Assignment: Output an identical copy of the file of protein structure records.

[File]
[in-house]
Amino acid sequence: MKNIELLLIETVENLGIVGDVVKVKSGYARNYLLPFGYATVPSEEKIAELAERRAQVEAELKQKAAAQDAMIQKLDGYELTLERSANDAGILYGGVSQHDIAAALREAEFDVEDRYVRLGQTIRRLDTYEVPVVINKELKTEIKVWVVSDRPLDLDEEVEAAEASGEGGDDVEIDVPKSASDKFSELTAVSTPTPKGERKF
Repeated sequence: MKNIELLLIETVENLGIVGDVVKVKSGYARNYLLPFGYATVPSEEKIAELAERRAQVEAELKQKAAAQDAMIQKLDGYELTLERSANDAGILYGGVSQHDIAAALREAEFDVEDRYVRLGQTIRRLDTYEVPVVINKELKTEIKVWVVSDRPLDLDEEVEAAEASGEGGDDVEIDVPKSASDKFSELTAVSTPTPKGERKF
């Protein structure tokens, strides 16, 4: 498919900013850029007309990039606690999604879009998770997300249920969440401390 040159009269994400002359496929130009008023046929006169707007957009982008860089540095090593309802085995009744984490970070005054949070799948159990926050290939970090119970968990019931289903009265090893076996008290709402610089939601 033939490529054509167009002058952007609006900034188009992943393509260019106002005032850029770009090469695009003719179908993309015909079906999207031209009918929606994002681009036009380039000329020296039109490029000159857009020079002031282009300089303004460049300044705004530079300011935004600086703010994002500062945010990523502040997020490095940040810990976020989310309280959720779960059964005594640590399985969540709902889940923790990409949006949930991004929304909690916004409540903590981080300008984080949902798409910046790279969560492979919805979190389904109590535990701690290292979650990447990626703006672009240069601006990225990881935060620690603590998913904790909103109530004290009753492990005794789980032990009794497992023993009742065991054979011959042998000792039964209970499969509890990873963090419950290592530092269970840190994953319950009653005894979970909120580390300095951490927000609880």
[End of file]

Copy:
[in-house]
Amino acid sequence: MKNIELLLIETVENLGIVGDVVKVKSGYARNYLLPFGYATVPSEEKIAELAERRAQVEAELKQKAAAQDAMIQKLDGYELTLERSANDAGILYGGVSQHDIAAALREAEFDVEDRYVRLGQTIRRLDTYEVPVVINKELKTEIKVWVVSDRPLDLDEEVEAAEASGEGGDDVEIDVPKSASDKFSELTAVSTPTPKGERKF
Repeated sequence: MKNIELLLIETVENLGIVGDVVKVKSGYARNYLLPFGYATVPSEEKIAELAERRAQVEAELKQKAAAQDAMIQKLDGYELTLERSANDAGILYGGVSQHDIAAALREAEFDVEDRYVRLGQTIRRLDTYEVPVVINKELKTEIKVWVVSDRPLDLDEEVEAAEASGEGGDDVEIDVPKSASDKFSELTAVSTPTPKGERKF
């Protein structure tokens, strides 16, 4: 498919900013850029007309990039606690999604879009998770997300249920969440401390 040159009269994400002359496929130009008023046929006169707007957009982008860089540095090593309802085995009744984490970070005054949070799948159990926050290939970090119970968990019931289903009265090893076996008290709402610089939601 033939490529054509167009002058952007609006900034188009992943393509260019106002005032850029770009090469695009003719179908993309015909079906999207031209009918929606994002681009036009380039000329020296039109490029000159857009020079002031282009300089303004460049300044705004530079300011935004600086703010994002500062945010990523502040997020490095940040810990976020989310309280959720779960059964005594640590399985969540709902889940923790990409949006949930991004929304909690916004409540903590981080300008984080949902798409910046790279969560492979919805979190389904109590535990701690290292979650990447990626703006672009240069601006990225990881935060620690603590998913904790909103109530004290009753492990005794789980032990009794497992023993009742065991054979011959042998000792039964209970499969509890990873963090419950290592530092269970840190994953319950009653005894979970909120580390300095951490927000609880």